2 February 2024

Opinion piece: Labor’s tax changes are relief and reform


Published in The Australian Financial Review

In making the changes to the stage three tax cuts we announced last week the Government did not choose between relief OR reform, we chose relief AND reform.

We chose more relief for middle Australia and better tax reform for our economy.

We already know our plan provides more relief for more people – that’s not contested. But it is also better for women, work incentives, and labour supply without putting additional pressure on inflation.

For these reasons it’s better for the economy as well.

By dropping two rates and lifting two thresholds we are reforming the tax system, returning bracket creep where it has the most impact, and providing cost‑of‑living relief and reward for effort right up and down the income scale, with a bigger emphasis on middle Australia.

That’s superior relief and superior reform.

Our tax plan delivers three key benefits by maximising cost‑of‑living help, doing so without adding to inflation, and boosting capacity so there’s an economic dividend too.

The key conclusions of the Treasury advice we released a week ago back this up.

First, our approach does more to reduce bracket creep for more taxpayers compared to Scott Morrison’s plan.

Bracket creep is not just about workers moving into higher tax brackets, it’s about workers facing higher average tax rates as their income rises over time. It hurts low and middle income earners the most as they experience the fastest growth in their average tax rate as their incomes increases.

Our plan returns bracket creep for all taxpayers, across the income scale, and does more to reduce the impact on those most burdened by it.

As a result, the average taxpayer will pay $21,635 less of their income in tax over the next decade.

Second, our plan boosts labour supply and incentives to work for those who want to.

Treasury estimates our changes will increase labour supply by around 930,000 hours per week. That’s the equivalent of 25,000 full time jobs, and it’s more than double the labour supply impact of the old stage three.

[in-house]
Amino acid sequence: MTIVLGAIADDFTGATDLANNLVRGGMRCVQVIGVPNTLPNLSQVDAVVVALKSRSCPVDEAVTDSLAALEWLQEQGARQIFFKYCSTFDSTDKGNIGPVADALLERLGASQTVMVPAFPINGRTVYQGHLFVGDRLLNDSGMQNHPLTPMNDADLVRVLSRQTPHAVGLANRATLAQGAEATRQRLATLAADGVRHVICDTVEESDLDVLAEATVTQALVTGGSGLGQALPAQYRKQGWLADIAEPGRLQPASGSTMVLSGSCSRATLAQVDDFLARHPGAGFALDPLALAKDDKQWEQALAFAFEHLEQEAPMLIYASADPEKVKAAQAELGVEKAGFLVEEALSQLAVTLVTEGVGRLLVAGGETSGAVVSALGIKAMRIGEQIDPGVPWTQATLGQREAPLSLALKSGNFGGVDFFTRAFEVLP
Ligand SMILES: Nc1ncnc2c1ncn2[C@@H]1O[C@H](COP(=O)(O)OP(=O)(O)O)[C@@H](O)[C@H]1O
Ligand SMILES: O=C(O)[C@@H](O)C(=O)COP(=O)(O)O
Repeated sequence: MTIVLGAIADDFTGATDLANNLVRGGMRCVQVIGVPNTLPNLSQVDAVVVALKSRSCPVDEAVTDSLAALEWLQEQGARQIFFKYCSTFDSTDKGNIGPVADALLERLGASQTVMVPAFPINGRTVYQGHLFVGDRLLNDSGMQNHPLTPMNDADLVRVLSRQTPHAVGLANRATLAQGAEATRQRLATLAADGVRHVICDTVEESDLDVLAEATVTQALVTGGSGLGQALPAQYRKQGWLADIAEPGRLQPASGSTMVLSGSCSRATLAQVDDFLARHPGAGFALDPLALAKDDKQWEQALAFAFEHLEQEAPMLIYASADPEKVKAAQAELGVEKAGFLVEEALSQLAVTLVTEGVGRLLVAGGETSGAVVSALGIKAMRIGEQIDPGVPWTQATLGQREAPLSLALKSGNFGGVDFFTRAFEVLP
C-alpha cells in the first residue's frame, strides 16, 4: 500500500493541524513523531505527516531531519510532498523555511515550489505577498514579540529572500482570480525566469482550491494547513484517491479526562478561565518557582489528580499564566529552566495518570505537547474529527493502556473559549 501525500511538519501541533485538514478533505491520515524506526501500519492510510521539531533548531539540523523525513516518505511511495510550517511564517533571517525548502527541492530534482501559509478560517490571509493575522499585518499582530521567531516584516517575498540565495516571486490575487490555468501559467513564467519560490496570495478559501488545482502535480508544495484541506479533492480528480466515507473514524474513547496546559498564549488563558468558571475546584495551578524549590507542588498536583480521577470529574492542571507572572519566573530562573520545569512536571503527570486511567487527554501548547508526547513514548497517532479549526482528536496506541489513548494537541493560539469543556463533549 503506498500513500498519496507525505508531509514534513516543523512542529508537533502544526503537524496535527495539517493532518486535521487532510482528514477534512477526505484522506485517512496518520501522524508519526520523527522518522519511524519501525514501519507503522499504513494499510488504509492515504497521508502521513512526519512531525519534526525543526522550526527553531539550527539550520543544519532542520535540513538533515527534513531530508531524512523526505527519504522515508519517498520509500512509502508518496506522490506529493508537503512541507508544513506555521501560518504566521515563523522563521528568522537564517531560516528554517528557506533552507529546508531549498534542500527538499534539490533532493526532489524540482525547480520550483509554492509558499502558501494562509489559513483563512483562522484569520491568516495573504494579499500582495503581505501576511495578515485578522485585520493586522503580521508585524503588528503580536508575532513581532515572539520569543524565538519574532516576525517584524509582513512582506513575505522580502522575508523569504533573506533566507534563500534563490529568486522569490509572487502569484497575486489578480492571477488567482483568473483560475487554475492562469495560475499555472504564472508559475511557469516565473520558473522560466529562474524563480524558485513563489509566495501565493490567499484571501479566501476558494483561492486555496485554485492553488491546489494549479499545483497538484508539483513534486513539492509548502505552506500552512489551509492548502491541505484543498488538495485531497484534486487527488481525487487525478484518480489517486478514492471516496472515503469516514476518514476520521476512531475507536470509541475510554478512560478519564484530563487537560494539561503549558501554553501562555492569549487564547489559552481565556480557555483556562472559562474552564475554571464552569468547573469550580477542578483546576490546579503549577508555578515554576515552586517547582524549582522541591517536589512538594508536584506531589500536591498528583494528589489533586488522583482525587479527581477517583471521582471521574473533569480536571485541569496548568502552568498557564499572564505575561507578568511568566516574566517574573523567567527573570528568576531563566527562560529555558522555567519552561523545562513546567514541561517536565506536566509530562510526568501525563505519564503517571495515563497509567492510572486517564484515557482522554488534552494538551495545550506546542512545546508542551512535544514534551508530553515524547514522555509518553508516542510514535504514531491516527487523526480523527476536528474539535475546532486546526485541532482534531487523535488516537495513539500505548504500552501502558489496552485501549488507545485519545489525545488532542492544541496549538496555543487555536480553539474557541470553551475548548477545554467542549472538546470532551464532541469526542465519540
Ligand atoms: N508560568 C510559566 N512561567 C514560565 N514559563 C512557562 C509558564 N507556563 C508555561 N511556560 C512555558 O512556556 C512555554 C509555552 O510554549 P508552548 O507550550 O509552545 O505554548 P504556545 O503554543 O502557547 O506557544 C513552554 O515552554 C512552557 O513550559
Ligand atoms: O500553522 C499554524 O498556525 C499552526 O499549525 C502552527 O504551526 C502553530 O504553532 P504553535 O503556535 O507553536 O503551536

Third, our changes deliver more for women.

5.8 million women, or 90 per cent of female taxpayers will receive a bigger tax cut under our plan. Ensuring more women keep more of what they earn and help parents who are returning to work, particularly young women with children.

We’ll deliver a bigger benefit to more than 90 per cent of taxpayers in high demand occupations with a higher percentage of women including teachers, nurses, aged and disability carers and childcare workers.

This helps to build a bigger, more inclusive and more dynamic labour force and advances the reform directions outlined in our Employment White Paper, Working Future, released last year.

And fourth, we’re doing it in a responsible way that doesn’t burden the Budget or add to inflationary pressures. Treasury has been clear our changes are broadly revenue neutral and won’t add to inflation.

Tax relief flows to working Australians over the course of the year rather than in a lump sum – so the effect is staggered – and they begin to flow from the middle of the year when inflation is expected to have moderated even further.

The Treasury Secretary and I consulted the RBA ahead of these changes, and Governor Bullock confirmed they don’t have implications for their inflation forecasts.

For all these reasons, our tax cuts are good for the cost of living, good for bracket creep, good for labour supply, and good for women.

Ours is a tax reform and economic reform that is more substantial and more beneficial than Scott Morrison’s plan, and one that is the best response to the economic challenges of 2024, not a response to the political battles of five years ago.

That is because the economics of our tax plan, both for the country and for people, are much more important to us than the politics.

We knew it would be contentious.

But we changed our position because the circumstances demanded it, and we had a much better alternative to put forward.

We found a better way to deliver cost‑of‑living relief and tax reform with an economic dividend in a way that doesn’t make our inflation challenge worse.

Since then, some opponents and critics of our changes have searched in vain for an economic excuse to justify their political predisposition.

To this I say beware the commentator who says it’s only tax reform if it disproportionately benefits those already on the highest incomes.

Relief and reform can and should be complementary, not at odds.

This is how we build on the welcome and encouraging progress in our economy, which has seen slowing inflation, growing real wages, the first Budget surplus in 15 years – and before long our cost‑of‑living tax cuts for middle Australia flowing this year.